News / 2019.06.20

What is Sonar-Global and how is it organised?

Social scientists have often been poorly integrated into public health efforts to address disease outbreaks and the emergence and spread of antimicrobial resistance. Funded by the European Commission, Sonar-Global is building a sustainable international social sciences network to engage the active participation of the social sciences in preparedness and response to infectious threats, including Antimicrobial Resistance (AMR). Its activities will foster complementarities and synergies among social scientists and other stakeholders for the governance of infectious threats and AMR.

How is Sonar-Global organized?

The project is piloted by 11 collaborating institutions from Europe, Asia, and Africa. These collaborating institutions are working together to organize and foster interactions among social scientists working on infectious threats and AMR preparedness and response in Europe and around the world.

Christopher Pell, AIGHD: Our objective is to build a global online community. With the assistance of our Sonar-Global partners, we are mapping social scientists – plus other researchers and organizations – working in the field of infectious disease outbreaks and antimicrobial resistance. The community will find a home in our online platform, which will include information on people and organizations active in this field (their expertise, research interests, publications etc.). We are also building regional hubs, providing opportunities for members of the Sonar-Global community to meet on and offline with a view to collaborating closely on particular issues. Ultimately, we want to make sure that the Sonar-Global network will be sustainable over the longer term.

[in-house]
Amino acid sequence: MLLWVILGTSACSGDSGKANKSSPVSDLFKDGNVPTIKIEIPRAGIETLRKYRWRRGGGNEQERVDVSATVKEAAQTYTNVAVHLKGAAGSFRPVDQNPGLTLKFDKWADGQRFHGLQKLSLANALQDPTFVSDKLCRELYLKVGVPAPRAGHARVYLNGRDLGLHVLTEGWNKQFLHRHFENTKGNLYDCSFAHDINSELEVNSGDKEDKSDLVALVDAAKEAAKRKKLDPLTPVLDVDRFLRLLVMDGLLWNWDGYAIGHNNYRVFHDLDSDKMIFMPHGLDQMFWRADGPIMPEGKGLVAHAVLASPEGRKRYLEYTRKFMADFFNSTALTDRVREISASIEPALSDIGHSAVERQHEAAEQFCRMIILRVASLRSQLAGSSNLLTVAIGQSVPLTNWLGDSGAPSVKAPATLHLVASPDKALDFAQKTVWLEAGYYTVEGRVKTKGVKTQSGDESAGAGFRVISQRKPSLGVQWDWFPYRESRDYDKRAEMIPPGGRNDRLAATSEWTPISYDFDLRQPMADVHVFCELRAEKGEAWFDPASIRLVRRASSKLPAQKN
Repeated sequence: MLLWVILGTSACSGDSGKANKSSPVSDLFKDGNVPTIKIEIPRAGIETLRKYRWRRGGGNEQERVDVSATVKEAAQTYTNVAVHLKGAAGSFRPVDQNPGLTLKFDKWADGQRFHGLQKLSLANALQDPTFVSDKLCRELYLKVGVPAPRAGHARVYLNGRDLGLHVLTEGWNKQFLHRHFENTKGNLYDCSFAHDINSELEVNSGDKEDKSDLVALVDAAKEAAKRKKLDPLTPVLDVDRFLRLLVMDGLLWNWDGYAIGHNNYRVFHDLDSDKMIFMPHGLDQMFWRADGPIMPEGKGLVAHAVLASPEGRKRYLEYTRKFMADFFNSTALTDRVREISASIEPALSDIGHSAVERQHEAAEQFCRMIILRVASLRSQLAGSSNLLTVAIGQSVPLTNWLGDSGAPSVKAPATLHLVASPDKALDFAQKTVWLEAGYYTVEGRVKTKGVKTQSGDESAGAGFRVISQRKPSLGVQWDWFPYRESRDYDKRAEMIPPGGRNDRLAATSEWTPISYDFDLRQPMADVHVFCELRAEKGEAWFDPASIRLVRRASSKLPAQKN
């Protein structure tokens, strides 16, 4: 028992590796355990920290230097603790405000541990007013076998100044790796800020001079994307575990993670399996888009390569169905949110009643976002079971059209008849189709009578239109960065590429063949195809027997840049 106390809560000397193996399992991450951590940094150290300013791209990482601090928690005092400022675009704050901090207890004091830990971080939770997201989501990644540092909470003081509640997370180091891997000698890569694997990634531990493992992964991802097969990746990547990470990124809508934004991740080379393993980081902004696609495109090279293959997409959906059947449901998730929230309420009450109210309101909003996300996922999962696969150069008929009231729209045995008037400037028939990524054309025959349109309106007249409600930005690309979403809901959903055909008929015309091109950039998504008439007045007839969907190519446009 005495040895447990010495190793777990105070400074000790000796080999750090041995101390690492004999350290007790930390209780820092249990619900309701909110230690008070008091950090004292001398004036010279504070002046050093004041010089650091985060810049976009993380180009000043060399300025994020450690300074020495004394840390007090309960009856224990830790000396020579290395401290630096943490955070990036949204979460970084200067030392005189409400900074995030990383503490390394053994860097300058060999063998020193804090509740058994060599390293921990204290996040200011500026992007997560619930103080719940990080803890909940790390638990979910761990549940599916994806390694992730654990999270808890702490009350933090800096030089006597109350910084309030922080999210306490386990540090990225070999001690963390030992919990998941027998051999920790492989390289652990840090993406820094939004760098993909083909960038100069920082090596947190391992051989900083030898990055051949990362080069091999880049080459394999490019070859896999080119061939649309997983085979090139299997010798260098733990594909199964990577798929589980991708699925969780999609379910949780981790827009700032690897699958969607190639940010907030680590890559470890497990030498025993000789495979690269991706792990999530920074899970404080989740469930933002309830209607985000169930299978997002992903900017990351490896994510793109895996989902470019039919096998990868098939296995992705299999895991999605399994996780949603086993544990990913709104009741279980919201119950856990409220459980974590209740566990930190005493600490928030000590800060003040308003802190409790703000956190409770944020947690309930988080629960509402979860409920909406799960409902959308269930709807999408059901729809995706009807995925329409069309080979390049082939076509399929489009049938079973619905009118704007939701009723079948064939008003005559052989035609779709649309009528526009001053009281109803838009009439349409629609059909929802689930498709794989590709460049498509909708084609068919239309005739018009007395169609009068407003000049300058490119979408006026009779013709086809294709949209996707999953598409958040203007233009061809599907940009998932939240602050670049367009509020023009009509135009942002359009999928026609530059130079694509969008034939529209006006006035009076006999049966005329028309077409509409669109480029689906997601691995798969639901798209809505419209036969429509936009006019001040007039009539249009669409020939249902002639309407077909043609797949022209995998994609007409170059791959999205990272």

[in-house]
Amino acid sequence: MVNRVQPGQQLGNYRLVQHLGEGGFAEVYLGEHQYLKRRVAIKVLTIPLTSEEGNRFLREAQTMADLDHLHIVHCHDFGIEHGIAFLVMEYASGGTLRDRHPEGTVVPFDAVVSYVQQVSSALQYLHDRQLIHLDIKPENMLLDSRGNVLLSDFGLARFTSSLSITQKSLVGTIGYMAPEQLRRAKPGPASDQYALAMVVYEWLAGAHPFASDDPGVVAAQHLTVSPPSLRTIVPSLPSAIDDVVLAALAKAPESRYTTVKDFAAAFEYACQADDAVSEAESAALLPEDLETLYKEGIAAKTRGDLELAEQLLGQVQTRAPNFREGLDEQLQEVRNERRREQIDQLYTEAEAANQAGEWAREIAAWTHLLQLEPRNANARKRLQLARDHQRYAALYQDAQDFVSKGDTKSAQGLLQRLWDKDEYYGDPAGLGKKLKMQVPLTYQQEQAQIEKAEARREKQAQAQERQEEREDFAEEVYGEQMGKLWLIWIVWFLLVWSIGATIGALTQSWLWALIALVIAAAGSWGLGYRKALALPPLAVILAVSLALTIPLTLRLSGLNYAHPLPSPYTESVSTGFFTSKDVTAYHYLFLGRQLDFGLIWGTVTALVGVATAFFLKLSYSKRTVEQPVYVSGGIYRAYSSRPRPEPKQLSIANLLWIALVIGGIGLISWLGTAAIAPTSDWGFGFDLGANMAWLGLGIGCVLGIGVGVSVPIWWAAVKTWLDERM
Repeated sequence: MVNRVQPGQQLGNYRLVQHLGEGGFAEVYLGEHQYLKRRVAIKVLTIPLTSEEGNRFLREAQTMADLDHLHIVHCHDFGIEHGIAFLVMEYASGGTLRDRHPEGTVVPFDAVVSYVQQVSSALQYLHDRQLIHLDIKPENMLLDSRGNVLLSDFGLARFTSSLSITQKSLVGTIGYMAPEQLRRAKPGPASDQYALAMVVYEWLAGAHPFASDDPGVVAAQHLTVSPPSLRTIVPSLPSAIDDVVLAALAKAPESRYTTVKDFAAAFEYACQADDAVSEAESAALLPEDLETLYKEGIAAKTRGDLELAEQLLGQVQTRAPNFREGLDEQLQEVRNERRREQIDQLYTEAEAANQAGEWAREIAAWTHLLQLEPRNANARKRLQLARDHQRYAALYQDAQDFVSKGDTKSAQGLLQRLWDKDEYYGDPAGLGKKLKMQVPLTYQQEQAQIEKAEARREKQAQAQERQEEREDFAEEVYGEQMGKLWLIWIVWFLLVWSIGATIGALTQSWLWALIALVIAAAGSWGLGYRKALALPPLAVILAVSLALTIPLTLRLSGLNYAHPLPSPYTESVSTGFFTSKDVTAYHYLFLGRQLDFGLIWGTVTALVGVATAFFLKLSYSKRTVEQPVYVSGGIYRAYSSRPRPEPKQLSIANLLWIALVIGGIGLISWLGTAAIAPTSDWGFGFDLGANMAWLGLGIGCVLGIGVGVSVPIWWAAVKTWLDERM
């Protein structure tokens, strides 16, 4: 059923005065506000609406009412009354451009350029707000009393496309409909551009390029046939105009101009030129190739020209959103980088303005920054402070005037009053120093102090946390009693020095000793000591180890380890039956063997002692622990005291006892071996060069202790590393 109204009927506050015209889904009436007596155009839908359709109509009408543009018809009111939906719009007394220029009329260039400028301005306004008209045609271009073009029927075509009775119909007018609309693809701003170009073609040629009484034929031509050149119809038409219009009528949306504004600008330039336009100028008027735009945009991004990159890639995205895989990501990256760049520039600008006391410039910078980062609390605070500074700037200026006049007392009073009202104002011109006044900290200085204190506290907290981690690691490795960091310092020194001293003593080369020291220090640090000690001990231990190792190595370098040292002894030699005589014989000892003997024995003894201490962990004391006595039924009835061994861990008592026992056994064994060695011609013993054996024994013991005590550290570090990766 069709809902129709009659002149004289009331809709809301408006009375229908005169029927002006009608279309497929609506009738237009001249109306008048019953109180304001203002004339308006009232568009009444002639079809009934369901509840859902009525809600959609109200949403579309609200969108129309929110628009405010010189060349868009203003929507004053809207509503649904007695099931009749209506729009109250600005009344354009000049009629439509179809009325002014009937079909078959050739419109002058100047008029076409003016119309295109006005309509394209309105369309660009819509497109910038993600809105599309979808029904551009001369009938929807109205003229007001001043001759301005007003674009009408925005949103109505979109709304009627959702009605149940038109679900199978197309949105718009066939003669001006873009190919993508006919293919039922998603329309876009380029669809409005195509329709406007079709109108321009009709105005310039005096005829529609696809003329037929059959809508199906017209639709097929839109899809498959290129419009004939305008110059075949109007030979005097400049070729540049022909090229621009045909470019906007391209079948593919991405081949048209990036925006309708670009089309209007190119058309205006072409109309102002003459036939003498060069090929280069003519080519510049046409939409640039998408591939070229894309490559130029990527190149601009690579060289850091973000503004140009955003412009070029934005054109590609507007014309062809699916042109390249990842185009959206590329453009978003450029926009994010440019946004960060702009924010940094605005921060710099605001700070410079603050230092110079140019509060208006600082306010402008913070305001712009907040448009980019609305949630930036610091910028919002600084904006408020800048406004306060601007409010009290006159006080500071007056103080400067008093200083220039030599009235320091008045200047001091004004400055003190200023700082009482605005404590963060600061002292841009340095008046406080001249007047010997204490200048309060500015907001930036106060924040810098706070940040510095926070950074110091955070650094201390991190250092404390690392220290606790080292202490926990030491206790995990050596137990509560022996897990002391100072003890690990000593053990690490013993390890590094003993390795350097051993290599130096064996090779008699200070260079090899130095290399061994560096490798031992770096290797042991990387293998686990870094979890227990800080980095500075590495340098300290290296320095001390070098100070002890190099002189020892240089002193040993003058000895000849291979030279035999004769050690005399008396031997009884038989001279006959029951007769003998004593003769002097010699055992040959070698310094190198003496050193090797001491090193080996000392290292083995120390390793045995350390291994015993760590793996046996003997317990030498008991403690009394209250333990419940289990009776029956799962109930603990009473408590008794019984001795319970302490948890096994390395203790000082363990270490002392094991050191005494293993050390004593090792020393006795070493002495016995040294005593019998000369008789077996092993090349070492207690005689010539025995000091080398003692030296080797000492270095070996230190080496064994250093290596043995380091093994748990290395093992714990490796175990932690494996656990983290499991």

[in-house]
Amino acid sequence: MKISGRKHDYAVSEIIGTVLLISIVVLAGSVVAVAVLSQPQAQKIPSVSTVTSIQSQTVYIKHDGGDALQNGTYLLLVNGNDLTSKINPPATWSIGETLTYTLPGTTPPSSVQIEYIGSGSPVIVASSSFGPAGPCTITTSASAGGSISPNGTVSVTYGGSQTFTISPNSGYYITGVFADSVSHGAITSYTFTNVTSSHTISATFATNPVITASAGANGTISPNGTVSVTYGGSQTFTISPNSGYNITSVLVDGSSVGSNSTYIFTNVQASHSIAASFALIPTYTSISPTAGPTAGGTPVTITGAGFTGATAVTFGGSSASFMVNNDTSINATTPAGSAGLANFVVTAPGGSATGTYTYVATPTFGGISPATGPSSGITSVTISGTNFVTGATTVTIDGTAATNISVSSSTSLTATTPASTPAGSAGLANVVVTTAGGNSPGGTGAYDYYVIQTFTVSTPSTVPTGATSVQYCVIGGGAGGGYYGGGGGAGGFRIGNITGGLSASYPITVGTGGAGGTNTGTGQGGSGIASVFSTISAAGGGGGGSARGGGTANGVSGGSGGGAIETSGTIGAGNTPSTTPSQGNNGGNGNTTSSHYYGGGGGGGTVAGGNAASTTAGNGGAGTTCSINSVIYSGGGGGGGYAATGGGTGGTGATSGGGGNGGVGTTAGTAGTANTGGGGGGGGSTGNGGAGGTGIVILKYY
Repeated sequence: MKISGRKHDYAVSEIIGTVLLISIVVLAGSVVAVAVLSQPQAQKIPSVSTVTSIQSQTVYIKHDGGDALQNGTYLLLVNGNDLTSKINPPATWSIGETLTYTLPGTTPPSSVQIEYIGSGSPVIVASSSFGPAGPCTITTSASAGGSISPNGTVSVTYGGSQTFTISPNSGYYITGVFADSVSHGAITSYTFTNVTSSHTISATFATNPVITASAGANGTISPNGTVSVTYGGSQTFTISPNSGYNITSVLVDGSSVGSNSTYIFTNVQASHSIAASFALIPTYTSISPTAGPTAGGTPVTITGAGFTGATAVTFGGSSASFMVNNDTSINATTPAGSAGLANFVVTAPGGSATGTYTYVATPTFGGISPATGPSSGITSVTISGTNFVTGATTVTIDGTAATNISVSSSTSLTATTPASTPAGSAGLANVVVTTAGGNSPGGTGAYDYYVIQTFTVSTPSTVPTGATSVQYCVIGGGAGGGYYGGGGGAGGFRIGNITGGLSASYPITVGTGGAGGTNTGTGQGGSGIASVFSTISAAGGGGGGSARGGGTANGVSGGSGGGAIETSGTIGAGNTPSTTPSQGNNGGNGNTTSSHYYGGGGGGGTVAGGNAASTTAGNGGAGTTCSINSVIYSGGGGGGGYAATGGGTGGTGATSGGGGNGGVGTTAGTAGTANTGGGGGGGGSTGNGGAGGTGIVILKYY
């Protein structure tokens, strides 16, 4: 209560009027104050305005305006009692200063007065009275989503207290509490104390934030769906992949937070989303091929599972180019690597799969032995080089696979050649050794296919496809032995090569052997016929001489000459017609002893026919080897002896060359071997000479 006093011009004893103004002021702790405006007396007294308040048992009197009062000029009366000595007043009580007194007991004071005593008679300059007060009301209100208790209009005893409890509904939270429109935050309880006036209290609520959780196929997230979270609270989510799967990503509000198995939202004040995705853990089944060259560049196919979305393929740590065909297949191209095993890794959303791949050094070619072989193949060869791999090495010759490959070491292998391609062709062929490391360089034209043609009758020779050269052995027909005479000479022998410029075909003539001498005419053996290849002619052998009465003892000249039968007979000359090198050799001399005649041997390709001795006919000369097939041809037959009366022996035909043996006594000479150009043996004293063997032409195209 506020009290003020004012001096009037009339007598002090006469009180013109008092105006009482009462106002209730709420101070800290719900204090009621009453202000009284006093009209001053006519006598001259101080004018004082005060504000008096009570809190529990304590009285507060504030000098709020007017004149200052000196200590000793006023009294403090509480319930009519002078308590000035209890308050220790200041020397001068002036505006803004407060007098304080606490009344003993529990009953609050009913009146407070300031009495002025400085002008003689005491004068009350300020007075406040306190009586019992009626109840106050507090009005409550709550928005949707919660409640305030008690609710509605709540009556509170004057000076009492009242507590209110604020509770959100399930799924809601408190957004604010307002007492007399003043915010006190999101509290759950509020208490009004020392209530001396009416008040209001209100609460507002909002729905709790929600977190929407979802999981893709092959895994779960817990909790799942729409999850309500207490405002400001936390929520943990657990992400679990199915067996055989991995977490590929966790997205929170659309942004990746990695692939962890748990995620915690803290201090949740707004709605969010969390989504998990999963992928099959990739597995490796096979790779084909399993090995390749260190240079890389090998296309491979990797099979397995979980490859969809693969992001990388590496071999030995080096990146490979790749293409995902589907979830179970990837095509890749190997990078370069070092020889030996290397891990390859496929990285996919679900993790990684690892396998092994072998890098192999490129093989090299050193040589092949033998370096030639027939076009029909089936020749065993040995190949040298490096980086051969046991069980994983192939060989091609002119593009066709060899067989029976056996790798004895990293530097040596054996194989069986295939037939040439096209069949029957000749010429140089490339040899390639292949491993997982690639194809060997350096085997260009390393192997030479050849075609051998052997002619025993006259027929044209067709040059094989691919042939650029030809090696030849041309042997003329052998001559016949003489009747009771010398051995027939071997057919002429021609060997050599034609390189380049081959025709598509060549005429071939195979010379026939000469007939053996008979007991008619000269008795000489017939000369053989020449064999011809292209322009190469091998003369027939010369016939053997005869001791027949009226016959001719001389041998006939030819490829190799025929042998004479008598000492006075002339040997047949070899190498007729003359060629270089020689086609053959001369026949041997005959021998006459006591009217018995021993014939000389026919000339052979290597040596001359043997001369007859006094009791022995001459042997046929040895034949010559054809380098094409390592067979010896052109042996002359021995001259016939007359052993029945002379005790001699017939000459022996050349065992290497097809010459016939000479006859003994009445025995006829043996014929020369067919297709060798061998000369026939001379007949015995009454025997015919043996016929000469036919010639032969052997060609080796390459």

Ruth Kutalek, MUW: UCL and MUW are jointly working on adapting and piloting tools to assess local-level social vulnerabilities. Vulnerability assessment tools allow for a flexible, rapid evaluation to determine which groups are most vulnerable to illness, social exclusion or violence during periods of epidemic outbreak; they can provide foundations for better response to infectious threats and AMR. We are first mapping and comparing existing instruments by conducting a comprehensive literature review. Based on this review, and after consultation with experts and Sonar-Global partners, we will adapt a low-cost vulnerability assessment instrument and test it in Uganda, in a province neighboring the North Kivu Ebola epidemic and in a Kampala neighborhood where North Kivu inhabitants have migrated. We will identify best practices for most effective resource allocations and identify local community networks that can best build social capacity. NIVEL will evaluate the tool, and we’ll engage stakeholders in Uganda to explore opportunities for its further use. We’ll also adapt a vulnerability assessment tool for AMR in Bangladesh. Finally, in a collaborative approach with our Sonar-Global partners, we will formulate a framework for infectious threats to be used in the regional hub networks.